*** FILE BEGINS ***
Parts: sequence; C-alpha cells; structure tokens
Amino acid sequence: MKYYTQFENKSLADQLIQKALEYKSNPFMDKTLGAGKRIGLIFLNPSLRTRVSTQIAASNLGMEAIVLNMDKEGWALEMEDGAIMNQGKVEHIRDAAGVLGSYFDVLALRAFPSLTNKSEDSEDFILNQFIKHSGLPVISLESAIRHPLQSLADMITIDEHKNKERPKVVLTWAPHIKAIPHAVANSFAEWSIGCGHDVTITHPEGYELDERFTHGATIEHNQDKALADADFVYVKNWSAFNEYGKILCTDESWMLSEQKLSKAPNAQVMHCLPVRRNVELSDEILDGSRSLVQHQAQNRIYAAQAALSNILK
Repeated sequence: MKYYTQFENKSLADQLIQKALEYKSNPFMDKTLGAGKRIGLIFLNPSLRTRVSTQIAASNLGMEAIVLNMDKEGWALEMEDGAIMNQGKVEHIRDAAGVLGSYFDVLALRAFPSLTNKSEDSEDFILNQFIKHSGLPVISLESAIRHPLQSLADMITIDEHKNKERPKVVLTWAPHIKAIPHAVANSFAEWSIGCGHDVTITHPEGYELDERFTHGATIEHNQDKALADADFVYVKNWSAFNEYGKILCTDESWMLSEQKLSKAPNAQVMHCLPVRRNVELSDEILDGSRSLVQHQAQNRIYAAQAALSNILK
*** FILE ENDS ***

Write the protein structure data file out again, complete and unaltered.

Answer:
Parts: sequence; C-alpha cells; structure tokens
Amino acid sequence: MKYYTQFENKSLADQLIQKALEYKSNPFMDKTLGAGKRIGLIFLNPSLRTRVSTQIAASNLGMEAIVLNMDKEGWALEMEDGAIMNQGKVEHIRDAAGVLGSYFDVLALRAFPSLTNKSEDSEDFILNQFIKHSGLPVISLESAIRHPLQSLADMITIDEHKNKERPKVVLTWAPHIKAIPHAVANSFAEWSIGCGHDVTITHPEGYELDERFTHGATIEHNQDKALADADFVYVKNWSAFNEYGKILCTDESWMLSEQKLSKAPNAQVMHCLPVRRNVELSDEILDGSRSLVQHQAQNRIYAAQAALSNILK
Repeated sequence: MKYYTQFENKSLADQLIQKALEYKSNPFMDKTLGAGKRIGLIFLNPSLRTRVSTQIAASNLGMEAIVLNMDKEGWALEMEDGAIMNQGKVEHIRDAAGVLGSYFDVLALRAFPSLTNKSEDSEDFILNQFIKHSGLPVISLESAIRHPLQSLADMITIDEHKNKERPKVVLTWAPHIKAIPHAVANSFAEWSIGCGHDVTITHPEGYELDERFTHGATIEHNQDKALADADFVYVKNWSAFNEYGKILCTDESWMLSEQKLSKAPNAQVMHCLPVRRNVELSDEILDGSRSLVQHQAQNRIYAAQAALSNILK